Food prices have begun to rise as the “underlying trend of building cost pressures” hits retailers, despite the latest figures from the BRC and Nielsen showing overall prices were lower than a year ago in January.
Overall shop prices were down 1.7% year on year according to their latest Price Index.
However, they said the figures were probably influenced by January discounting by non-food retailers after a “tepid” Christmas.
Ambient food moved back into deflationary territory after a marginal rise in December, falling 0.2% in January.
Food deflation accelerated to 0.8% in January from the 0.7% decline in December, while fresh food deflation remained at 1.2% for the third consecutive month.
However BRC chief executive Helen Dickinson said the situation was likely to be short term.
“January bucked the monthly trend of an easing in shop price deflation, with prices down 1.7% compared with January 2016 - a larger year-on-year fall in shop prices than the 1.4% fall in December,” she said.
“For now, consumers continue to benefit from falling shop prices year on year. However, fluctuations in the monthly figures belie an underlying trend of building cost pressures that are gradually feeding through from the fall in sterling combined with higher commodity prices. This will inevitably mean that we start to see a general upward trend in inflation over 2017.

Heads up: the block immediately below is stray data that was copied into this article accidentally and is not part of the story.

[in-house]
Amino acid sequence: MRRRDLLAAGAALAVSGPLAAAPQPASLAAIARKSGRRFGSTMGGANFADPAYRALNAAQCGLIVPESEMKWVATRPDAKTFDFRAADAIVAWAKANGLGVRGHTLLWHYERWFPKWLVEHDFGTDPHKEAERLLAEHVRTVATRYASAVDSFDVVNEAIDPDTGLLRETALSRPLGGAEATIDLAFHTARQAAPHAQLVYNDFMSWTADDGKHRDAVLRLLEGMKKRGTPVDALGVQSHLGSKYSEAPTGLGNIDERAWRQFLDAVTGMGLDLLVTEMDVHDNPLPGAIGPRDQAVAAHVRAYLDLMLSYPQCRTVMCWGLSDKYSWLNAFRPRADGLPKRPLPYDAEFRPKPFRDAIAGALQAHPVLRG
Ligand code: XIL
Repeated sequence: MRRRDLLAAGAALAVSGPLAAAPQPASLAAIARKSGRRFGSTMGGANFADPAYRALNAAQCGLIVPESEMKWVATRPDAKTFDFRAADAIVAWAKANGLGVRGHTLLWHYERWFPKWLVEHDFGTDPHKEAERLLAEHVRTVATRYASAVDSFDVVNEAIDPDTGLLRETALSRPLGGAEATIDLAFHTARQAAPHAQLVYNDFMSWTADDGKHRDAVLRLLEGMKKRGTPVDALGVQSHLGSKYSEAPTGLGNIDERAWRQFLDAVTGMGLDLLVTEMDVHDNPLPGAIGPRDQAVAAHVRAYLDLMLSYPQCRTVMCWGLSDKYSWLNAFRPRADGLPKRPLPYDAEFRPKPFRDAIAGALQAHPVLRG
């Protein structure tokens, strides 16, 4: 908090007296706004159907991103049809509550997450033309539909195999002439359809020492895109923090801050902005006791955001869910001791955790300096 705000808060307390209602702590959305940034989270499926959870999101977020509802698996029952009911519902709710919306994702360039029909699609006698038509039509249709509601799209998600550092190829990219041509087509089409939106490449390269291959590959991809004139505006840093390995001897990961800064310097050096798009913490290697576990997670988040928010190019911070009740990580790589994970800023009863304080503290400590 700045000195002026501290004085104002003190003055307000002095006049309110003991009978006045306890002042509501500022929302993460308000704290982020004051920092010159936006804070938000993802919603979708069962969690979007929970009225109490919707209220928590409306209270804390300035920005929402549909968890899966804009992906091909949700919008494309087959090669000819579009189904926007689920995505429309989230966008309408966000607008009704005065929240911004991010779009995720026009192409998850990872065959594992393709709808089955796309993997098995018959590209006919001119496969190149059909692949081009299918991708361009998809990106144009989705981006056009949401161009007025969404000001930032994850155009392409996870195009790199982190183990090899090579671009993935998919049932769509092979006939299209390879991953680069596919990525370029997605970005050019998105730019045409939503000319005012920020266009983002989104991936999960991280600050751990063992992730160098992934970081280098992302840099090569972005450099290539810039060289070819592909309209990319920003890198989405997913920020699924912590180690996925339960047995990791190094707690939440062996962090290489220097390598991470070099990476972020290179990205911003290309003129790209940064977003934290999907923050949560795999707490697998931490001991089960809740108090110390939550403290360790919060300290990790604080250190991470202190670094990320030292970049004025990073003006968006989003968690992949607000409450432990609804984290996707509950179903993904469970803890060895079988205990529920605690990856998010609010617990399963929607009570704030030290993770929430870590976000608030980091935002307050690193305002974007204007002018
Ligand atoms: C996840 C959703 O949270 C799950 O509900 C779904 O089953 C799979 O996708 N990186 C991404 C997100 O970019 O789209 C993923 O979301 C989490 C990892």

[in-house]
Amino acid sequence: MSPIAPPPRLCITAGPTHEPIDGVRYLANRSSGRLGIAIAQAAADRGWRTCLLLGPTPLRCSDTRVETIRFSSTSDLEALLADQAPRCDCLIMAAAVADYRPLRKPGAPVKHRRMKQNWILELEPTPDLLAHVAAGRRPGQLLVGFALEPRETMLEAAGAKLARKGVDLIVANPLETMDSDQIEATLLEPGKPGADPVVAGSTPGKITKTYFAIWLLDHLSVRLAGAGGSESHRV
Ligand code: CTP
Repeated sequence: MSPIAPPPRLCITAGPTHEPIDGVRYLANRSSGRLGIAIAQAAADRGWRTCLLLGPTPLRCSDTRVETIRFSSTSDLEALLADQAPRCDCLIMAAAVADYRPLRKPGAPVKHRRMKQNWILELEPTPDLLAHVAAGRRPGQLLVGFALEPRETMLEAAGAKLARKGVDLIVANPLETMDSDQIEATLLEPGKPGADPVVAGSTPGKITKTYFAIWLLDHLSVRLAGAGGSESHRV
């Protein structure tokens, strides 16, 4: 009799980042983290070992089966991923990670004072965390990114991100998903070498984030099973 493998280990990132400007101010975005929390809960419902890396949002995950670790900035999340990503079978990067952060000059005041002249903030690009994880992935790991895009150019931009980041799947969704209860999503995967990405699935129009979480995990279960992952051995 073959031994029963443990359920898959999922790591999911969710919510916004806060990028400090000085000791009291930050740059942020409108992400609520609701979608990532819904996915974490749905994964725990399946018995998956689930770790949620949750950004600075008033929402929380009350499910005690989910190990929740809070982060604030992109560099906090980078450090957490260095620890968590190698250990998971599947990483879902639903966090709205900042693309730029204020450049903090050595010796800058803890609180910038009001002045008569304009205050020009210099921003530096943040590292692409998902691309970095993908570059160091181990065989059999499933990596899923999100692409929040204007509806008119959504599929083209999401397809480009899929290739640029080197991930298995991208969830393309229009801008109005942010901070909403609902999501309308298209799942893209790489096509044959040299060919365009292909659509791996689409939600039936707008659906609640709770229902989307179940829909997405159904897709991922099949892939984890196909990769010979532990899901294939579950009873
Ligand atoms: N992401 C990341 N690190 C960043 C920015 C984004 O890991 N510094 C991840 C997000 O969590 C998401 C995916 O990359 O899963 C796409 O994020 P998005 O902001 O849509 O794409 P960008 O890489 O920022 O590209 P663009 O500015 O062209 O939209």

The BRC said food price hikes were not reflected in data yet.
“In fact month-on-month food prices were up, although the impact of this on inflationary pressure was offset by the discounting of excess stock by a number of non-food retailers after a tepid sales performance over the festive period.
“Retailers’ focus will be on protecting their customers from the effects of increasing input costs, but with the cost of doing business rising and margins and profits being squeezed, their efforts will require the support of public policies that help them keep prices low for shoppers. This means that capping the annual uplifts in business rates and ensuring no new tariffs remains a core objective of the negotiations on exiting the EU.”
Nielsen head of retailer and business insight Mike Watkins added: “Consumer demand was perhaps better than expected at the end of last year and retailers are still managing to limit currency-related cost increases being passed on to shoppers. This is helping to give some stability to the industry at the start of 2017. However, there is already inflationary pressure elsewhere in the economy and this will start to have an impact on the disposable income of households later in the year.”